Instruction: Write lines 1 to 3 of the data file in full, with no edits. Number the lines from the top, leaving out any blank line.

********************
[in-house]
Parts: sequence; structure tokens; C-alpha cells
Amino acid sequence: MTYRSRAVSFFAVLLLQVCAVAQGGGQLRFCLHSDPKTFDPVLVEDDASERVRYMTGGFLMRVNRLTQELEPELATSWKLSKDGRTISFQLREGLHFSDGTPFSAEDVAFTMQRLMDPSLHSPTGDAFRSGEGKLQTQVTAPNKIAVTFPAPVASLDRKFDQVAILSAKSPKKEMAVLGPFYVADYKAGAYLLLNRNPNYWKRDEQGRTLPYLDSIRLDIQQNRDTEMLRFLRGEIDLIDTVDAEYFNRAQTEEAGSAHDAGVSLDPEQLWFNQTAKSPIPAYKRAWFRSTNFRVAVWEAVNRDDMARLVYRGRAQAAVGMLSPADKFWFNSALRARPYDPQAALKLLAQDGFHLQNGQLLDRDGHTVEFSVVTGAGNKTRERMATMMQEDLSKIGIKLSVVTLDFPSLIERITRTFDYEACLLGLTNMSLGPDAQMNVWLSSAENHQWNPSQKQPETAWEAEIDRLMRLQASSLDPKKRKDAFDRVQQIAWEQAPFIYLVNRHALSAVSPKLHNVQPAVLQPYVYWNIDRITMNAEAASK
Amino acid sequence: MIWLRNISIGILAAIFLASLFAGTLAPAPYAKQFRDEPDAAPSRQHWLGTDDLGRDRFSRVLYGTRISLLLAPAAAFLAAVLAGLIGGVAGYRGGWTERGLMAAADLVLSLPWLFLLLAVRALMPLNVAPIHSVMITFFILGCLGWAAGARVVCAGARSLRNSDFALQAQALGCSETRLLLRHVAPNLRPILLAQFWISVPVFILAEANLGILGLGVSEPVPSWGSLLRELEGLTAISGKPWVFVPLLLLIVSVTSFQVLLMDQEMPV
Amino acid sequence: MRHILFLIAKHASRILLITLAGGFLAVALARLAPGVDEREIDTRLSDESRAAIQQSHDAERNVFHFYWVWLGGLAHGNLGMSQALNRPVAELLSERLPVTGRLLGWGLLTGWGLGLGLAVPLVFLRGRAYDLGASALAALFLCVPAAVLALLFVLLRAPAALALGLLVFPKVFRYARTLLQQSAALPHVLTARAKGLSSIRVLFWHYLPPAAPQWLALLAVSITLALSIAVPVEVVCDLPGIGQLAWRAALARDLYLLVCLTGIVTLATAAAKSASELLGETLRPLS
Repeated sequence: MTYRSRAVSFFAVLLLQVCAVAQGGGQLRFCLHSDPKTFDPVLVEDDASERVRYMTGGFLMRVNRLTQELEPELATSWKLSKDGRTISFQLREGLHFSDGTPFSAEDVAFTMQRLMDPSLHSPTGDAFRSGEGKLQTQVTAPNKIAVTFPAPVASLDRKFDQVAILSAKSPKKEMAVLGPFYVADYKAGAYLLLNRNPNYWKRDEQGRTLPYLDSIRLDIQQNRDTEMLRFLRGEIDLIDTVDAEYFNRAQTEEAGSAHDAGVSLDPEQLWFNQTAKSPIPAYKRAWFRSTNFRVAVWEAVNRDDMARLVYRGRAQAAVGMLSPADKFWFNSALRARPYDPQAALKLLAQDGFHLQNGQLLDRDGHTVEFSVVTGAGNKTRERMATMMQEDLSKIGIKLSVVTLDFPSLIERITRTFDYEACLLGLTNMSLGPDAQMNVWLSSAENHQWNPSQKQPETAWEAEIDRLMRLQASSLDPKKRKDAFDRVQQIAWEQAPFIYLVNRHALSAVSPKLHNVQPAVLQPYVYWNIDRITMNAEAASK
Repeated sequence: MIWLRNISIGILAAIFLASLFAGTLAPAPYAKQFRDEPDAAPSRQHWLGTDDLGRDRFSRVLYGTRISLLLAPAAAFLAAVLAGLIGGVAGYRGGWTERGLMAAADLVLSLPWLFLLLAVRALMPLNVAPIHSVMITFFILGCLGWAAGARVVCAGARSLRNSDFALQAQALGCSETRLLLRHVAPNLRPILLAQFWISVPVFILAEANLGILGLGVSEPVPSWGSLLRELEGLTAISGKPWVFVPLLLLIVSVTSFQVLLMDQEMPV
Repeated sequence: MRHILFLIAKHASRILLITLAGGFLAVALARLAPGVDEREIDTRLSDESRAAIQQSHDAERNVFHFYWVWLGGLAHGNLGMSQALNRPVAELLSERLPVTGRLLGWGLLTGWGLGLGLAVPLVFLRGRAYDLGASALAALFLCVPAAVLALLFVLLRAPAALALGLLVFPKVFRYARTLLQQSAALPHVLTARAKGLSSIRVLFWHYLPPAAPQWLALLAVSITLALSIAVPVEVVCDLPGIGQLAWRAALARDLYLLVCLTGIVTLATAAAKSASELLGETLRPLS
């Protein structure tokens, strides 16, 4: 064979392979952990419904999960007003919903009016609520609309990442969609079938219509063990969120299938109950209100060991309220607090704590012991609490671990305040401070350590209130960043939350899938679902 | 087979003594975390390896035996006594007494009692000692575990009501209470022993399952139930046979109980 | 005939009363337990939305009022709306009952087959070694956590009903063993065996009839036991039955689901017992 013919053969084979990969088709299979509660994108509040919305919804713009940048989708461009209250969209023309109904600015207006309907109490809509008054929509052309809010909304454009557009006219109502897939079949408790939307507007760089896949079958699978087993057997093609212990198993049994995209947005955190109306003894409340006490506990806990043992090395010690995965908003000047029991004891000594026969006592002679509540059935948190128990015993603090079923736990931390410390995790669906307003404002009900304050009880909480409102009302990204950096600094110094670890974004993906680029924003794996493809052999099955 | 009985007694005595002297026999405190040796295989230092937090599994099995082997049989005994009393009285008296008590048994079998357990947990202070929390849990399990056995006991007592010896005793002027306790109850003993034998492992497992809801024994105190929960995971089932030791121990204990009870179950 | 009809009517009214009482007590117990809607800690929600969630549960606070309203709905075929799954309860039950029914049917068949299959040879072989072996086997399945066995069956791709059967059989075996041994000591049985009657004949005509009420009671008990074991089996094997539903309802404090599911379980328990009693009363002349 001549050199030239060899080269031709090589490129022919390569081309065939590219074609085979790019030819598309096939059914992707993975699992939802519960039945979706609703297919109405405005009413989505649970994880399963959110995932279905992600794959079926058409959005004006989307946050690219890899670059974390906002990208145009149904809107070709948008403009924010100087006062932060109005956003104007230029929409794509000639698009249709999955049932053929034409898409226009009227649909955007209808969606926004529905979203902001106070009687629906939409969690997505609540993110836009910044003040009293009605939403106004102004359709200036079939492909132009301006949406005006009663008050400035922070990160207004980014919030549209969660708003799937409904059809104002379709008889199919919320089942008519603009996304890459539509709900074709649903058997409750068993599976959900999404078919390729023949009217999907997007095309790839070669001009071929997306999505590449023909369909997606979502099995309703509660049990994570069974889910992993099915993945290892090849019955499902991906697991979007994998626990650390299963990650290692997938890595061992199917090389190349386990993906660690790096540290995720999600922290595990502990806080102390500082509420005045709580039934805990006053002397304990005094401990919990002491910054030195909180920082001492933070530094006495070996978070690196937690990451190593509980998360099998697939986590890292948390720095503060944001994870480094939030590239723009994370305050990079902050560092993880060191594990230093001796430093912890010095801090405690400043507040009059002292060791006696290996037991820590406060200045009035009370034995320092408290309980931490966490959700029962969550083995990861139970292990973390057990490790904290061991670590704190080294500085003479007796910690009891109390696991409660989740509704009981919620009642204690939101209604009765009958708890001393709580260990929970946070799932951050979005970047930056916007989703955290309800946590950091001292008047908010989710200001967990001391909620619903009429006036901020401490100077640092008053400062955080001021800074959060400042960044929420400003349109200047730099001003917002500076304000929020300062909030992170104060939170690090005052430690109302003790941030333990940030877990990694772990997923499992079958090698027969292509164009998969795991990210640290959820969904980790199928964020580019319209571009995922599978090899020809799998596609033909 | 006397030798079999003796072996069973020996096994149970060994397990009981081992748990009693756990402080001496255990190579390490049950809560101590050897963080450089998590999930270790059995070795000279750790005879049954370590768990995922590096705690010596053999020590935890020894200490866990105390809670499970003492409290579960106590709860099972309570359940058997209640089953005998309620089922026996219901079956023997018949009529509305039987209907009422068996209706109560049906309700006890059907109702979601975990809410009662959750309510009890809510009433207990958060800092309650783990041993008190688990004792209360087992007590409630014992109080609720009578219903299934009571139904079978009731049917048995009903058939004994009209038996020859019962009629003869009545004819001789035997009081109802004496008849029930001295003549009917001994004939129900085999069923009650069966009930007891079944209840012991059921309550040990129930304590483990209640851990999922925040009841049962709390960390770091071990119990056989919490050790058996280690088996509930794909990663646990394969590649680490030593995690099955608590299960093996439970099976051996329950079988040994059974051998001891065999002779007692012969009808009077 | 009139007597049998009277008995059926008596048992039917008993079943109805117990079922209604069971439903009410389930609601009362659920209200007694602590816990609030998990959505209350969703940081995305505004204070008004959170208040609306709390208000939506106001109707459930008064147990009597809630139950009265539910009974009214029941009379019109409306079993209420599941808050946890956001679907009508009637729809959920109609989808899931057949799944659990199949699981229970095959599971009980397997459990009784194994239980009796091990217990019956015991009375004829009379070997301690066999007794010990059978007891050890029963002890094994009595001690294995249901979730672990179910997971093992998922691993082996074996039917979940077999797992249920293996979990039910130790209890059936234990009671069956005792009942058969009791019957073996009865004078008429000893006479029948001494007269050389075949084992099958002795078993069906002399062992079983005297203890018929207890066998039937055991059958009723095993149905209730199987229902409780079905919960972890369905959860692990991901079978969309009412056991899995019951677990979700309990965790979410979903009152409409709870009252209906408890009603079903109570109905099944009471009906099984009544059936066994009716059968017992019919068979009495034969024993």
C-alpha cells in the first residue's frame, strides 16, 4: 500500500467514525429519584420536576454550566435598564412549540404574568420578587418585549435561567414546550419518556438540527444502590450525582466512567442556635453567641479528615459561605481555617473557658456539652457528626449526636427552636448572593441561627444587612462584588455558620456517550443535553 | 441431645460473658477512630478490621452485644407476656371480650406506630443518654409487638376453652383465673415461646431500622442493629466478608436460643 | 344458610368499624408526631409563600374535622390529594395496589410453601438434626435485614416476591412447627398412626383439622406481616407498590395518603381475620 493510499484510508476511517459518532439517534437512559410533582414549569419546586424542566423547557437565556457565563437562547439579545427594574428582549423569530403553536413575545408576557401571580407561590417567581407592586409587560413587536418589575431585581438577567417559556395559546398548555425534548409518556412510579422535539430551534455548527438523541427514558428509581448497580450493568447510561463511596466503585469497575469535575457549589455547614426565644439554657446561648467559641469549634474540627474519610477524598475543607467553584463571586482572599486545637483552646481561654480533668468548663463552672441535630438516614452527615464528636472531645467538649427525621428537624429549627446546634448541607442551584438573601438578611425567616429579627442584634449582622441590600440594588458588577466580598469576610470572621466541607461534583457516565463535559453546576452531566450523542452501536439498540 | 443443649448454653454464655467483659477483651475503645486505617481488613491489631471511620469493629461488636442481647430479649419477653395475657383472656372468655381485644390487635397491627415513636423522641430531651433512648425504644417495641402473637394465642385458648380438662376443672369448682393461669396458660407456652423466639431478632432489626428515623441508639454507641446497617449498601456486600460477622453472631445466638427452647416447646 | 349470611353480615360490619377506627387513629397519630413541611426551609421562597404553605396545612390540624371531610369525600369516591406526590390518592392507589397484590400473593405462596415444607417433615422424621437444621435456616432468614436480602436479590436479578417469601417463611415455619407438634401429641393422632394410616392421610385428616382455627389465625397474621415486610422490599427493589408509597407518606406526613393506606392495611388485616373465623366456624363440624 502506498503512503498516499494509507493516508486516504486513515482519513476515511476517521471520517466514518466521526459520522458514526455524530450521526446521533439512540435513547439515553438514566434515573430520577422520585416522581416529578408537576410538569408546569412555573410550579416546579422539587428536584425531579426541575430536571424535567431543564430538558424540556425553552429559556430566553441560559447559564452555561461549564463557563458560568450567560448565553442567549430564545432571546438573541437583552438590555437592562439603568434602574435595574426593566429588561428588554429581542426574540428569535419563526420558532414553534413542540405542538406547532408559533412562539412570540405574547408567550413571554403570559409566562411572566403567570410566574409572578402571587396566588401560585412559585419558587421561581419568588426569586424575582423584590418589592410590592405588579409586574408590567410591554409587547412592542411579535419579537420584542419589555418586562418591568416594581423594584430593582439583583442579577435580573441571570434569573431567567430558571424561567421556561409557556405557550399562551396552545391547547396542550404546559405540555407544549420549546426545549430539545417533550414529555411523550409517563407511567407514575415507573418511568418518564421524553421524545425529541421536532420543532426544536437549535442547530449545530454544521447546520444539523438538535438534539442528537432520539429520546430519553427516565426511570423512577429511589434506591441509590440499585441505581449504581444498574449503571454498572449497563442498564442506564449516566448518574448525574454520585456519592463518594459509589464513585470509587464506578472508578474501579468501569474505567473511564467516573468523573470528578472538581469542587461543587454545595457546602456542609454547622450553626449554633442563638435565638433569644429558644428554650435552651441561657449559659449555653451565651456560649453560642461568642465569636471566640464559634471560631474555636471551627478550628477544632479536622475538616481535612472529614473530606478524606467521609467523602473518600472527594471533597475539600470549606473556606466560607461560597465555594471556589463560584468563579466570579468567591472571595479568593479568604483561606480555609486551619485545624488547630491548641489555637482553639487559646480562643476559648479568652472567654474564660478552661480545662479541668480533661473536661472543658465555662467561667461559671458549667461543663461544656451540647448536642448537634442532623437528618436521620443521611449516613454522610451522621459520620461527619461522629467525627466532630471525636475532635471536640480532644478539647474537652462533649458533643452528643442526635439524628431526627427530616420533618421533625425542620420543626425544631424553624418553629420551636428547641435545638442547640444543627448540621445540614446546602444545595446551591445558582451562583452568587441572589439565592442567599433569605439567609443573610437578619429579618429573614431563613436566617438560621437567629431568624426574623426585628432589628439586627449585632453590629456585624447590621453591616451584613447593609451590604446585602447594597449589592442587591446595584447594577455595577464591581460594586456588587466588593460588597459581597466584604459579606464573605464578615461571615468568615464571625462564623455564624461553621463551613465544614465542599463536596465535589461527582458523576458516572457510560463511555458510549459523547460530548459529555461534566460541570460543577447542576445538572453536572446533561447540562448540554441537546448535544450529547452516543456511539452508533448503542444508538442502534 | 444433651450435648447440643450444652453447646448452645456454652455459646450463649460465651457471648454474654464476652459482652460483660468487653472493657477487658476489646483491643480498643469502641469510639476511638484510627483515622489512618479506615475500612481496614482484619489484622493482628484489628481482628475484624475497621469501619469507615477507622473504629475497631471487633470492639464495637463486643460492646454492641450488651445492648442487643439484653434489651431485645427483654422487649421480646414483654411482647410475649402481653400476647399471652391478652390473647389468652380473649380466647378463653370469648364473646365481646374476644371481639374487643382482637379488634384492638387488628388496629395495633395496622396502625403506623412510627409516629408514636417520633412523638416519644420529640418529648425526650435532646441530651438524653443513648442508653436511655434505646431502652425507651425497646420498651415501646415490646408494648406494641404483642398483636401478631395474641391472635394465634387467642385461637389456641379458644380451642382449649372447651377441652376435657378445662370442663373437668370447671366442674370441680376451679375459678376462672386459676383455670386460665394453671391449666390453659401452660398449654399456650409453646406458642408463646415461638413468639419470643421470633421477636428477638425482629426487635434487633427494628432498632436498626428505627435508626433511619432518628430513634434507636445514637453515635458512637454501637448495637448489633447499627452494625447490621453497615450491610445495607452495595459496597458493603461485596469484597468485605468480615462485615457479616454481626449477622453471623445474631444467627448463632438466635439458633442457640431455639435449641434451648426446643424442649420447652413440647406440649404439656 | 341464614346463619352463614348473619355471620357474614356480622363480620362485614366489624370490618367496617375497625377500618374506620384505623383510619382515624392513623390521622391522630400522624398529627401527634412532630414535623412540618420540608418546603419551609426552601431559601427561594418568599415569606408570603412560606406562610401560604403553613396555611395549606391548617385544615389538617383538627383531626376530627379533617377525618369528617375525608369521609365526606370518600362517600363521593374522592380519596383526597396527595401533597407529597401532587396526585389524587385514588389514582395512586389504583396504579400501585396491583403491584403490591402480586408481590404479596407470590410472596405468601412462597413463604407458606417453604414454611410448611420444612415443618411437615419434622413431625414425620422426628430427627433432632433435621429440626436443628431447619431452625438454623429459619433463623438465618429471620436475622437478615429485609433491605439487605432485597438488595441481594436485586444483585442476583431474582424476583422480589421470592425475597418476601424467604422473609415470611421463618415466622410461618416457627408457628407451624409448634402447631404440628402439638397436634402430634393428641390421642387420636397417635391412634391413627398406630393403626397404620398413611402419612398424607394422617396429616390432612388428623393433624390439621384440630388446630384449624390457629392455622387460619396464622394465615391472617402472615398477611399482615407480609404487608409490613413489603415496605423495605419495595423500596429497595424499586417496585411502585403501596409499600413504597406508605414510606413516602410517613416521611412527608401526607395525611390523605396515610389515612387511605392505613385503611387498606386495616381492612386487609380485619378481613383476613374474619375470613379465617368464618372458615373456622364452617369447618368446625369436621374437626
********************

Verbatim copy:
[in-house]
Parts: sequence; structure tokens; C-alpha cells
Amino acid sequence: MTYRSRAVSFFAVLLLQVCAVAQGGGQLRFCLHSDPKTFDPVLVEDDASERVRYMTGGFLMRVNRLTQELEPELATSWKLSKDGRTISFQLREGLHFSDGTPFSAEDVAFTMQRLMDPSLHSPTGDAFRSGEGKLQTQVTAPNKIAVTFPAPVASLDRKFDQVAILSAKSPKKEMAVLGPFYVADYKAGAYLLLNRNPNYWKRDEQGRTLPYLDSIRLDIQQNRDTEMLRFLRGEIDLIDTVDAEYFNRAQTEEAGSAHDAGVSLDPEQLWFNQTAKSPIPAYKRAWFRSTNFRVAVWEAVNRDDMARLVYRGRAQAAVGMLSPADKFWFNSALRARPYDPQAALKLLAQDGFHLQNGQLLDRDGHTVEFSVVTGAGNKTRERMATMMQEDLSKIGIKLSVVTLDFPSLIERITRTFDYEACLLGLTNMSLGPDAQMNVWLSSAENHQWNPSQKQPETAWEAEIDRLMRLQASSLDPKKRKDAFDRVQQIAWEQAPFIYLVNRHALSAVSPKLHNVQPAVLQPYVYWNIDRITMNAEAASK